Commissioners to consider starting a transit service

By: 
Amorette Allison
Star Staff Writer

The Custer County Commissioners will decide the fate of a proposed public transit service for the county next week.

The commissioners gathered public comment on the proposal Wednesday morning, and are slated to decide next Thursday if they will accept grants to cover part of the cost.

Commission Chairman Kevin Krausz said Wednesday that the commissioners received five comments about the proposal, all in favor of the commissioners accepting the transit grants that they applied for on Feb. 28.

The grant application by the Custer County Transit Authority Advisory Committee called for the purchase of two vehicles — a used conversion van that is handicapped accessible and a used mini-van for when a wheel-chair lift is not needed.

The grant money would be coming primarily from the Montana Department of Transportation. The county would provide matching funds of 20 percent, possibly through grants from other interested parties, such as the Billings Clinic and Holy Rosary Healthcare.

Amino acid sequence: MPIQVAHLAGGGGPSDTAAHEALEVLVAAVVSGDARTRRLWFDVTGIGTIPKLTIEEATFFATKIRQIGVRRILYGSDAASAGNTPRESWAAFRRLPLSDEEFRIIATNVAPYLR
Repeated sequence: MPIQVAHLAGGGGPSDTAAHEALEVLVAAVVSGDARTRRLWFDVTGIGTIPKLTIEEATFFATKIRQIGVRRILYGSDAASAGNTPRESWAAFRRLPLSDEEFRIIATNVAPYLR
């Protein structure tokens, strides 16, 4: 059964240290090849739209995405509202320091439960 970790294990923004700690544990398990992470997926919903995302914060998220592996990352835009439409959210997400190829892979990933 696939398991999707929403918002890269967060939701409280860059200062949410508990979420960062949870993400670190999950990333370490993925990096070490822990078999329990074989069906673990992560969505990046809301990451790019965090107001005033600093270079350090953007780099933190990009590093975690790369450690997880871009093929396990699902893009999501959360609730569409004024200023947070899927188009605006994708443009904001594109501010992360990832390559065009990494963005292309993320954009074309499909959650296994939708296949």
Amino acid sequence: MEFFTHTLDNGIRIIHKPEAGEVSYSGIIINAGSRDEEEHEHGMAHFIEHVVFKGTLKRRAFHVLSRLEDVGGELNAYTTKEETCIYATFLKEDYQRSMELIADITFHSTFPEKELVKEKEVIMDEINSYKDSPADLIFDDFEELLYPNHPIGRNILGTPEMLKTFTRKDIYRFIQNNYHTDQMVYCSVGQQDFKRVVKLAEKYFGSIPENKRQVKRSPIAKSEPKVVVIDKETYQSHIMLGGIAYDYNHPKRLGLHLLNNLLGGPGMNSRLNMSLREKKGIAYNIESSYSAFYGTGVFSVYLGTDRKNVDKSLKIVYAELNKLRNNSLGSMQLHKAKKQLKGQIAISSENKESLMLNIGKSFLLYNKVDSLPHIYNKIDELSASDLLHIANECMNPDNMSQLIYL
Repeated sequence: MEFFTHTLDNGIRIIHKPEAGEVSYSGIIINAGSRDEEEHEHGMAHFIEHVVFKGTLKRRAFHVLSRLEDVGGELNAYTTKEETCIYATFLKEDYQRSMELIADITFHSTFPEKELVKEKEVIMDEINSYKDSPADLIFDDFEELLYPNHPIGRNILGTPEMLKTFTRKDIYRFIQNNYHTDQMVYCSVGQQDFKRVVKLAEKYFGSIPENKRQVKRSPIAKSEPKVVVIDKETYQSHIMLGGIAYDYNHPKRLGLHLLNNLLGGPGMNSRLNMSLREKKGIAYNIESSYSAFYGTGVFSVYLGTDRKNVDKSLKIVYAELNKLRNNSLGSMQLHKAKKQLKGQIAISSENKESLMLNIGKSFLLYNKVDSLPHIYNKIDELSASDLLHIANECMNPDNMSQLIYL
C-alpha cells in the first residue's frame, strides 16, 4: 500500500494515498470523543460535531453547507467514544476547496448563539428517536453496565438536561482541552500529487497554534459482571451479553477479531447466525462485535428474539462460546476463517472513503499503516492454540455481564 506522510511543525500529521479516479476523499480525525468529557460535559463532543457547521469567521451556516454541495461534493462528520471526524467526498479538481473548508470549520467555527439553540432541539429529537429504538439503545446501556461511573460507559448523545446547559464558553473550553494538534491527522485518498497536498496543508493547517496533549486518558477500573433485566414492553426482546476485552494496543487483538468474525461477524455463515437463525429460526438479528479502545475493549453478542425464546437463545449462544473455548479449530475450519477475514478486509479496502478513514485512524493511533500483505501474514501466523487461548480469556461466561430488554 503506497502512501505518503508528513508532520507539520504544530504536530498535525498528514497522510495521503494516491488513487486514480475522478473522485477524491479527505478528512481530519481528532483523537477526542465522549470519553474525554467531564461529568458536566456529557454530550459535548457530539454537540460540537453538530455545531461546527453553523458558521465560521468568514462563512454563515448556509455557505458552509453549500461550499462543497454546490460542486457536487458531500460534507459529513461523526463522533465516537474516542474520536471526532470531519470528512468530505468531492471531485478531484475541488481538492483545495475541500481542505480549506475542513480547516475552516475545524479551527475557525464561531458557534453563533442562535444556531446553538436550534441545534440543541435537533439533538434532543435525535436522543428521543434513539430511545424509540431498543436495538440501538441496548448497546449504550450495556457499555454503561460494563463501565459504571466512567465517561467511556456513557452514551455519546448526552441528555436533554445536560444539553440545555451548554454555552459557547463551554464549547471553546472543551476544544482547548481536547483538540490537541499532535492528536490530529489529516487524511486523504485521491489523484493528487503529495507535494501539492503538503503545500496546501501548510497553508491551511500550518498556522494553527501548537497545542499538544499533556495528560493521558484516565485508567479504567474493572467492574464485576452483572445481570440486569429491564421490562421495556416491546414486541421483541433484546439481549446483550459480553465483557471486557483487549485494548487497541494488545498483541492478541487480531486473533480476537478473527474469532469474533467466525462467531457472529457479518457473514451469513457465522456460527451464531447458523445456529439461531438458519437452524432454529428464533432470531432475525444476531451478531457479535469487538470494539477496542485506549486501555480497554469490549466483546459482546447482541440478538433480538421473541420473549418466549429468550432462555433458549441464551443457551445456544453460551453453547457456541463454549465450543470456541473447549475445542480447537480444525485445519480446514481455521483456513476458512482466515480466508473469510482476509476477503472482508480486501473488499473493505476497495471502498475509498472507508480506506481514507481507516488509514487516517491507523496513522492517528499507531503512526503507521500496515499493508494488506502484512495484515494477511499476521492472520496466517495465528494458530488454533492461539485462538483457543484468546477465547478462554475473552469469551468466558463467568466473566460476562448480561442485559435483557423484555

The vehicles would be open to the general public, and would require a small fare, which would provide a limited income stream. The grants are for $78,000 to purchase the vehicles and $63,000 for operating expenses for the first year. The operating grants are renewable annually.

If the system is implemented, the rides would have to be scheduled in advance. There are 37 such rural transit systems in Montana which run on an appointment system. 

Jan Pratt of the Custer Council on Aging said at the meeting in February that out-of-town trips, primarily to medical facilities in Billings, would also be possible.

 The exact funding structure and costs to the county, including administration and maintenance, will have to be determined.

Commissioner Keith Holmlund said that the financial aspects will be of primary concern at the Thursday discussion.

The Council on Aging had a similar program that ran from late 2010 to early 2012 but that program was dropped.

If the county accepts the grant and implements the transit system, a formal transit authority committee would have to be formed as an official county board with bylaws, scheduled meetings and appointed committee members. The details of the system would then be determined by the transit authority.

(Contact Amorette Allison at 406-234-0450 or mcreporter@midrivers.com.)

 

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